Eliminating all deforestation is not possible. Parts of the landscape will need to be reshaped and altered as populations grow and change—but this can be balanced through sustainable forest management, reforestation efforts and maintaining the integrity of protected areas. Given the amount of deforestation around the world, zero net deforestation may seem unattainable. However, it is not only possible, but necessary if we intend to preserve our most precious wildlife, respect and empower local communities, maintain critical ecosystem services and reduce greenhouse gas emissions. Some nations are already finding success. Paraguay, for example, reduced the rate of deforestation in their country by 85% in the years just following enactment of its 2004 Zero Deforestation Law. WWF advocates for governments, international bodies and other stakeholders to make zero net deforestation a reality by 2020. If carbon emissions from deforestation were taken into account, Brazil and Indonesia would rank in the top 10 of the world’s worst polluters. WWF focuses on reducing emissions from deforestation and forest degradation in developing countries and the conservation, sustainable management of forests, and enhancement of forest carbon stocks (called REDD+). These efforts will also address many of the drivers of deforestation and provide incentives for nations to protect their forests while safeguarding the rights of local communities and indigenous peoples. Illegal logging includes the harvesting, transporting, processing, buying or selling of timber in violation of national laws. WWF uses several approaches to tackle illegal logging. One is ensuring that powerful policies and trade agreements are in place in the US and other countries. WWF also provides guidance on best practices related to legality and responsible sourcing to hundreds of companies around the world, including in the US, and supports an alliance that monitors the status of the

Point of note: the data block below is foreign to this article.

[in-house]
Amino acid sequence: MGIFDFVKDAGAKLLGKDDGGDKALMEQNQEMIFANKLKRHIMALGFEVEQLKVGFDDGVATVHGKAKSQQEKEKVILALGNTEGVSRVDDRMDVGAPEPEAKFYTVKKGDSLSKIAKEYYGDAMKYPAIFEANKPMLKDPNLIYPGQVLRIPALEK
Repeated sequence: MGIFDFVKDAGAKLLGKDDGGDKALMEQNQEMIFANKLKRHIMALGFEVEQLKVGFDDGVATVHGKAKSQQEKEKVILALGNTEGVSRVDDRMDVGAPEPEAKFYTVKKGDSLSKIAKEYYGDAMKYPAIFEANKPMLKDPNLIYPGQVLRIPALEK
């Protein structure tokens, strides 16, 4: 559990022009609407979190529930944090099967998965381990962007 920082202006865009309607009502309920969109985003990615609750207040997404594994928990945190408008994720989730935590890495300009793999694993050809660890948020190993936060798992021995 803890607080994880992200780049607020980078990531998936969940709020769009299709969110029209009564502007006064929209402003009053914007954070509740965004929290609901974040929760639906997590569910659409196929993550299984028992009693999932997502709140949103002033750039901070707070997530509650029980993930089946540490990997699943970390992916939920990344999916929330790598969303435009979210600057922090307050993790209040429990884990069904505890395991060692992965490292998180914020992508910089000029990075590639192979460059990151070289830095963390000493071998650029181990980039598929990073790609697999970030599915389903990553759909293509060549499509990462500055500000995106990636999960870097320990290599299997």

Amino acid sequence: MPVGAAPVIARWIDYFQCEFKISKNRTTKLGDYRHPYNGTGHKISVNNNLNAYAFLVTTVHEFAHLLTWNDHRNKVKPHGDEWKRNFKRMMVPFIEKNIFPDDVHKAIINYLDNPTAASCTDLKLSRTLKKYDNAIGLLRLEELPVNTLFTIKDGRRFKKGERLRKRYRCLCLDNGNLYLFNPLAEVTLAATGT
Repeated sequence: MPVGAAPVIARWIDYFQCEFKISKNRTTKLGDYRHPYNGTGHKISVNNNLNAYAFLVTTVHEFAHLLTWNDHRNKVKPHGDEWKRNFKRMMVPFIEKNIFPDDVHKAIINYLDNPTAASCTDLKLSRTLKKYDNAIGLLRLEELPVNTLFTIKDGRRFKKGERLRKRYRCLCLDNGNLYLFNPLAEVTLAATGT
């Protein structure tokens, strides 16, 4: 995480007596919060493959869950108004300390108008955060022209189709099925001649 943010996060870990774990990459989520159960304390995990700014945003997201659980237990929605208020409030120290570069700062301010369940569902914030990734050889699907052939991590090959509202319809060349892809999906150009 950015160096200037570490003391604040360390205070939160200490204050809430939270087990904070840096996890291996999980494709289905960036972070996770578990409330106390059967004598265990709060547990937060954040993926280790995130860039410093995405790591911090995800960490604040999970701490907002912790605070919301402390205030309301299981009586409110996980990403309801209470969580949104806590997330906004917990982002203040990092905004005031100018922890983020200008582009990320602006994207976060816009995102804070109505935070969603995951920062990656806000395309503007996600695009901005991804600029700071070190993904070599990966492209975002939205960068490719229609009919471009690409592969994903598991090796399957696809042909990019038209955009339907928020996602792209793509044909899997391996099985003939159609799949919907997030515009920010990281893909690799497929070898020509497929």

remaining natural forests in Sumatra's province of Riau.